Susan Swann: How to value a child for who he is, not just what he does

Cameron Huddleston: 7 Financial Tasks You Should Tackle Right Now

Sandra Block and Lisa Gerstner: How to Profit From Your Passion

Susan Scutti: A Simple Blood Test Might Soon Diagnose Cancer

Chris Weller: Have A Slow Metabolism? Let Science Speed It Up For You

The Kosher Gourmet by Diane Rossen Worthington Whitefish Terrine: A French take on gefilte fish

April 9, 2014

Jonathan Tobin: Why Did Kerry Lie About Israeli Blame?

Samuel G. Freedman: A resolution 70 years later for a father's unsettling legacy of ashes from Dachau

Jessica Ivins: A resolution 70 years later for a father's unsettling legacy of ashes from Dachau

Kim Giles: Asking for help is not weakness

Kathy Kristof and Barbara Hoch Marcus: 7 Great Growth Israeli Stocks

Matthew Mientka: How Beans, Peas, And Chickpeas Cleanse Bad Cholesterol and Lowers Risk of Heart Disease

Sabrina Bachai: 5 At-Home Treatments For Headaches

The Kosher Gourmet by Daniel Neman Have yourself a matzo ball: The secrets bubby never told you and recipes she could have never imagined

April 8, 2014

Lori Nawyn: At Your Wit's End and Back: Finding Peace

Susan B. Garland and Rachel L. Sheedy: Strategies Married Couples Can Use to Boost Benefits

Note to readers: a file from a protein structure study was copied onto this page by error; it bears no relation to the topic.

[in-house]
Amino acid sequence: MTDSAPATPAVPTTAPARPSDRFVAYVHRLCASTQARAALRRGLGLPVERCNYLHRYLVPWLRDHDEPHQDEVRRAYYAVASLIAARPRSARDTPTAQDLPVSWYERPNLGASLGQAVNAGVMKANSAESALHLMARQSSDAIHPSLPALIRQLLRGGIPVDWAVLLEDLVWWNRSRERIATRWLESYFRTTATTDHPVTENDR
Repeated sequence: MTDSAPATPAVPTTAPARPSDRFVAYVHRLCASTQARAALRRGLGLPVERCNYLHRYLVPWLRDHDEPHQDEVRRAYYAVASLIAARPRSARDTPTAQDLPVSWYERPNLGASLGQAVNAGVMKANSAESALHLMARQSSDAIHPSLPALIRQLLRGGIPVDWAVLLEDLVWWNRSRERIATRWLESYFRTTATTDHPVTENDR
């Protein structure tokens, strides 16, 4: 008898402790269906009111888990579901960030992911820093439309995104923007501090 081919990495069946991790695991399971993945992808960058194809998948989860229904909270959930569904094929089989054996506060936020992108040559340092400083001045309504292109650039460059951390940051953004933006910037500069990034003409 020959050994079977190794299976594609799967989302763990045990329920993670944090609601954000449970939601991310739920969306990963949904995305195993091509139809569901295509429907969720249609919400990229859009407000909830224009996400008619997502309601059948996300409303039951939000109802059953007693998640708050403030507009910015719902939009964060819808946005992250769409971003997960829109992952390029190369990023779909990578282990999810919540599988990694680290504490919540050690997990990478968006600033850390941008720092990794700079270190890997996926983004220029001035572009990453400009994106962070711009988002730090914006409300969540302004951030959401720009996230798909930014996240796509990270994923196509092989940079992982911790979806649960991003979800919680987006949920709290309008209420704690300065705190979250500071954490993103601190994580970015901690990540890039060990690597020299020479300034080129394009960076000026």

David Muhlbaum: Smart Tax Deductions Non-Itemizers Can Claim

Jill Weisenberger, M.S., R.D.N., C.D.E : Before You Lose Your Mental Edge

Dana Dovey: Coffee Drinkers Rejoice! Your Cup Of Joe Can Prevent Death From Liver Disease

Chris Weller: Electric 'Thinking Cap' Puts Your Brain Power Into High Gear

The Kosher Gourmet by Marlene Parrish A gift of hazelnuts keeps giving --- for a variety of nutty recipes: Entree, side, soup, dessert

April 4, 2014

Rabbi David Gutterman: The Word for Nothing Means Everything

Charles Krauthammer: Kerry's folly, Chapter 3

Amy Peterson: A life of love: How to build lasting relationships with your children

John Ericson: Older Women: Save Your Heart, Prevent Stroke Don't Drink Diet

John Ericson: Why 50 million Americans will still have spring allergies after taking meds

Cameron Huddleston: Best and Worst Buys of April 2014